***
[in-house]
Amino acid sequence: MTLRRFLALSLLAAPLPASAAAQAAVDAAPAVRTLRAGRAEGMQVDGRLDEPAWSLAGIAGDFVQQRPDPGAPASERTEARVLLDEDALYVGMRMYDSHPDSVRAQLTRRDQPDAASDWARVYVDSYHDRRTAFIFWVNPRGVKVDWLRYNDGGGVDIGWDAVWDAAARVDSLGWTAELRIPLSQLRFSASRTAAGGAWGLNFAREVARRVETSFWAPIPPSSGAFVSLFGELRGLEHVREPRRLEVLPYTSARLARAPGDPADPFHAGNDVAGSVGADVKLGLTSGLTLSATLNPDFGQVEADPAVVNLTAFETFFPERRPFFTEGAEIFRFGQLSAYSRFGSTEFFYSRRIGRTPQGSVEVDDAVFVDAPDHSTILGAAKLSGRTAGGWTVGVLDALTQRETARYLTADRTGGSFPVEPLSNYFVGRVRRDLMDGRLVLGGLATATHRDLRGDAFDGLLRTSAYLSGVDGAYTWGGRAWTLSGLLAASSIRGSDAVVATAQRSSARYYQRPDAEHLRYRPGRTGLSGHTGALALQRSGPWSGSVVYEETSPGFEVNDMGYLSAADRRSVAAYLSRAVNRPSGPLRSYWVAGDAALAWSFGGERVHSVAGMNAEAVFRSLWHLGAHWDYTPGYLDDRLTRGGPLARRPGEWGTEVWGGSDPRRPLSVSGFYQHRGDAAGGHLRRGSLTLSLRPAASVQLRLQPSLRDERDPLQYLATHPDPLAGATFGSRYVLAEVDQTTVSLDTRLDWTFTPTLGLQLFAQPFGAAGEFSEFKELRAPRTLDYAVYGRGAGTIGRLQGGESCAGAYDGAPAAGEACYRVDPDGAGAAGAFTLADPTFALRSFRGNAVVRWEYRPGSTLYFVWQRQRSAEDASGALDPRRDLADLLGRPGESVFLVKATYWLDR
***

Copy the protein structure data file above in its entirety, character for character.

[in-house]
Amino acid sequence: MTLRRFLALSLLAAPLPASAAAQAAVDAAPAVRTLRAGRAEGMQVDGRLDEPAWSLAGIAGDFVQQRPDPGAPASERTEARVLLDEDALYVGMRMYDSHPDSVRAQLTRRDQPDAASDWARVYVDSYHDRRTAFIFWVNPRGVKVDWLRYNDGGGVDIGWDAVWDAAARVDSLGWTAELRIPLSQLRFSASRTAAGGAWGLNFAREVARRVETSFWAPIPPSSGAFVSLFGELRGLEHVREPRRLEVLPYTSARLARAPGDPADPFHAGNDVAGSVGADVKLGLTSGLTLSATLNPDFGQVEADPAVVNLTAFETFFPERRPFFTEGAEIFRFGQLSAYSRFGSTEFFYSRRIGRTPQGSVEVDDAVFVDAPDHSTILGAAKLSGRTAGGWTVGVLDALTQRETARYLTADRTGGSFPVEPLSNYFVGRVRRDLMDGRLVLGGLATATHRDLRGDAFDGLLRTSAYLSGVDGAYTWGGRAWTLSGLLAASSIRGSDAVVATAQRSSARYYQRPDAEHLRYRPGRTGLSGHTGALALQRSGPWSGSVVYEETSPGFEVNDMGYLSAADRRSVAAYLSRAVNRPSGPLRSYWVAGDAALAWSFGGERVHSVAGMNAEAVFRSLWHLGAHWDYTPGYLDDRLTRGGPLARRPGEWGTEVWGGSDPRRPLSVSGFYQHRGDAAGGHLRRGSLTLSLRPAASVQLRLQPSLRDERDPLQYLATHPDPLAGATFGSRYVLAEVDQTTVSLDTRLDWTFTPTLGLQLFAQPFGAAGEFSEFKELRAPRTLDYAVYGRGAGTIGRLQGGESCAGAYDGAPAAGEACYRVDPDGAGAAGAFTLADPTFALRSFRGNAVVRWEYRPGSTLYFVWQRQRSAEDASGALDPRRDLADLLGRPGESVFLVKATYWLDR